Are you a problem solving people person?
Hotel School | 30 September 2013
The ability to solve problems effectively is one of the most important skills you can learn. Regardless of who you are or where you work in the hospitality industry, you’ll come across obstacles that will need you to put on your problem-solving pants! How you deal with these challenges will often be a determining factor in how successful you are in your working life... An unhappy guest won’t enjoy his or her stay, and they probably won’t return to the hotel – so it’s your duty, as the hospitality professional, to make sure this doesn’t happen. You can do this by handling guest problems correctly.
It’s not personal
Image by © www.smh.com.au
Separate yourself from the problem. A guest’s anger is not personal and you should never take it as such. As tempting as it may be to get upset yourself, you have to avoid this, as it’s not helpful to the situation at all. Remember that an angry, upset guest needs your help, no matter how much they might raise their voice or blame you for their problem.
Acknowledge the problem
Listening to the guest, recognising that there is a problem, and showing empathy towards the guest will go a long way toward restoring calm. Saying “I understand how this makes you feel, and I acknowledge that there is a problem because…” is what the guest needs to hear. They’re more likely to co-operate and agree with any solution you present, if you treat them calmly and with empathy.
Clarify the problem. You can only do this by listening to the complaint properly. Ask questions to identify the problem and devote all of your attention to listening. Don’t think about what you’re going to say next or how long this conversation is taking. If you concentrate on what the person is saying, the conversation will actually take less time. If the guest thinks you’re not listening, they’re going to start repeating themselves and they’ll work themselves up and become even more upset.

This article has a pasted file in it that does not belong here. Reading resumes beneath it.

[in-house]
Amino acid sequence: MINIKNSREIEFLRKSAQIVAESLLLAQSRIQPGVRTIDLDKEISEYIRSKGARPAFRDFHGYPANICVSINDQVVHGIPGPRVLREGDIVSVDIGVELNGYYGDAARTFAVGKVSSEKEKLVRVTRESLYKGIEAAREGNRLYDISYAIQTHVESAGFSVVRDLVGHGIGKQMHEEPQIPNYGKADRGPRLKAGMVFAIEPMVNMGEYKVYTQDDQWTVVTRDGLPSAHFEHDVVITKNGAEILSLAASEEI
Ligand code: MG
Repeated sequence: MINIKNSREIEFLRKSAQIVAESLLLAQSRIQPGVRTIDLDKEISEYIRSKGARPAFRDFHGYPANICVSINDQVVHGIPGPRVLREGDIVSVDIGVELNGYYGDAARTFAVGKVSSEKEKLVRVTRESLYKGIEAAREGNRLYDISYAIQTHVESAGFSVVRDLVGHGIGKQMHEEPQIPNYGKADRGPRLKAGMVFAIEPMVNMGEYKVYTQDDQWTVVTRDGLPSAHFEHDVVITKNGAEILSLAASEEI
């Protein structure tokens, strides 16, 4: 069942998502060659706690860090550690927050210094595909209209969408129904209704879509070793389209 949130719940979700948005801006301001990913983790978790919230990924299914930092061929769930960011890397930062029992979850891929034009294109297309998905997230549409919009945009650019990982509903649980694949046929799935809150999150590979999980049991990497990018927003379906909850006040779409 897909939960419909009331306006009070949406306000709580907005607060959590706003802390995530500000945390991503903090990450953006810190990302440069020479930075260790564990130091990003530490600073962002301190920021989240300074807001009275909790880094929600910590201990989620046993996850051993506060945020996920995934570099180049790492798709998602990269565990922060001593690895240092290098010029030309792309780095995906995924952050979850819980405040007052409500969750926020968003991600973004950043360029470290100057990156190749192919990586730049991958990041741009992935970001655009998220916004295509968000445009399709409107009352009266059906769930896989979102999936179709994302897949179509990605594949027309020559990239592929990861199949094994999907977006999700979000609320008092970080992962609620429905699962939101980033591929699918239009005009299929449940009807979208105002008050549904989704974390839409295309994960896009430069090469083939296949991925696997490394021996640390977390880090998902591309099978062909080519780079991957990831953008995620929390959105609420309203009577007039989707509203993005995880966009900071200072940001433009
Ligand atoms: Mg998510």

Outline solution(s) to the problem. Tell the guest what you could do to solve his/her problem. If the problem is beyond your ability to solve, bring in the proper person and explain the problem. Stay involved ensuring the problem is resolved, so that the guest does not feel like you’re merely passing the buck.
Settle on a solution
Agree on a solution. Check with the guest that they’re happy with the way the problem will be addressed, and whether it will have the result that he/she was looking for.
Give a commitment on a solution. Verbalise the action you will take and set a timeframe for completion. For example: “I will contact the Maintenance Manager immediately to send someone to have a look at your aircon. If it cannot be fixed, I will call you within an hour, and we’ll move you to another room. My apologies for the inconvenience.” Follow through on the solution. Be sure you do what you promised. If other people are involved in the solution, follow-up with them to make sure that they live up to the commitment that you made.
Image by © austin.fourseasons.com
Check back with the guest to see that they’re satisfied. This step lets the guest know that they’re important and that you care about the way that they feel.While all the other steps are important, the most critical is this follow-through. If the promised action isn’t taken, the guest will end up with three problems:
- The original problem;
- A second complaint on the original problem; and
- Disappointment in your inefficiency and broken promise.
That means that someone must now deal with two additional problems and three times as much additional anger and frustration. It will also mean that you’re now part of the problem! Clearly it’s easier and will save time to follow through and get it right the first time, like a real problem-solving person would.